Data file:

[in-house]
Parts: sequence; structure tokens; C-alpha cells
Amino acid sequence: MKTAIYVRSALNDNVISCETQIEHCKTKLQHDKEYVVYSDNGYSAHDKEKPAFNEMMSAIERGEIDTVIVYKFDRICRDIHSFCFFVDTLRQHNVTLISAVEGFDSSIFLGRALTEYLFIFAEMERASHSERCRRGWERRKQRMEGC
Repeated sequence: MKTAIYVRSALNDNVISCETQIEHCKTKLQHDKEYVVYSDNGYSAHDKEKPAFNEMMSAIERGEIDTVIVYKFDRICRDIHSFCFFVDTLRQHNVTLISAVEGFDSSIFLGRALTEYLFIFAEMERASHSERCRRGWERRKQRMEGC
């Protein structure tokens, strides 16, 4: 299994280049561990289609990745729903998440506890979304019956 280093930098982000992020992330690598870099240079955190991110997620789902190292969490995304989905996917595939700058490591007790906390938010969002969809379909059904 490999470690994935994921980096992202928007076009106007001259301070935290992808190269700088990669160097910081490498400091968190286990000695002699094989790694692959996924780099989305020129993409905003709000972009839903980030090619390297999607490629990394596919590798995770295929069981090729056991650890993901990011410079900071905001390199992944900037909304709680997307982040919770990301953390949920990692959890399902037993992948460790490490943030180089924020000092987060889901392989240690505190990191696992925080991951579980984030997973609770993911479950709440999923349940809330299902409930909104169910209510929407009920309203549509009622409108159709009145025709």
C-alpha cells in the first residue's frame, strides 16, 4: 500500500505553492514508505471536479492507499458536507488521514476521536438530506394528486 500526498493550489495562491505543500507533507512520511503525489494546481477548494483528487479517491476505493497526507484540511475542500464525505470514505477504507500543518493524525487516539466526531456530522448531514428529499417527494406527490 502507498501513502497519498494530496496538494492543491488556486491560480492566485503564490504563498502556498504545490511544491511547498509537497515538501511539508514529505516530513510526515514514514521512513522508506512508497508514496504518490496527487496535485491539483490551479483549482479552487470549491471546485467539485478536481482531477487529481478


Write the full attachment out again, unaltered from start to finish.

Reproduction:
[in-house]
Parts: sequence; structure tokens; C-alpha cells
Amino acid sequence: MKTAIYVRSALNDNVISCETQIEHCKTKLQHDKEYVVYSDNGYSAHDKEKPAFNEMMSAIERGEIDTVIVYKFDRICRDIHSFCFFVDTLRQHNVTLISAVEGFDSSIFLGRALTEYLFIFAEMERASHSERCRRGWERRKQRMEGC
Repeated sequence: MKTAIYVRSALNDNVISCETQIEHCKTKLQHDKEYVVYSDNGYSAHDKEKPAFNEMMSAIERGEIDTVIVYKFDRICRDIHSFCFFVDTLRQHNVTLISAVEGFDSSIFLGRALTEYLFIFAEMERASHSERCRRGWERRKQRMEGC
């Protein structure tokens, strides 16, 4: 299994280049561990289609990745729903998440506890979304019956 280093930098982000992020992330690598870099240079955190991110997620789902190292969490995304989905996917595939700058490591007790906390938010969002969809379909059904 490999470690994935994921980096992202928007076009106007001259301070935290992808190269700088990669160097910081490498400091968190286990000695002699094989790694692959996924780099989305020129993409905003709000972009839903980030090619390297999607490629990394596919590798995770295929069981090729056991650890993901990011410079900071905001390199992944900037909304709680997307982040919770990301953390949920990692959890399902037993992948460790490490943030180089924020000092987060889901392989240690505190990191696992925080991951579980984030997973609770993911479950709440999923349940809330299902409930909104169910209510929407009920309203549509009622409108159709009145025709």
C-alpha cells in the first residue's frame, strides 16, 4: 500500500505553492514508505471536479492507499458536507488521514476521536438530506394528486 500526498493550489495562491505543500507533507512520511503525489494546481477548494483528487479517491476505493497526507484540511475542500464525505470514505477504507500543518493524525487516539466526531456530522448531514428529499417527494406527490 502507498501513502497519498494530496496538494492543491488556486491560480492566485503564490504563498502556498504545490511544491511547498509537497515538501511539508514529505516530513510526515514514514521512513522508506512508497508514496504518490496527487496535485491539483490551479483549482479552487470549491471546485467539485478536481482531477487529481478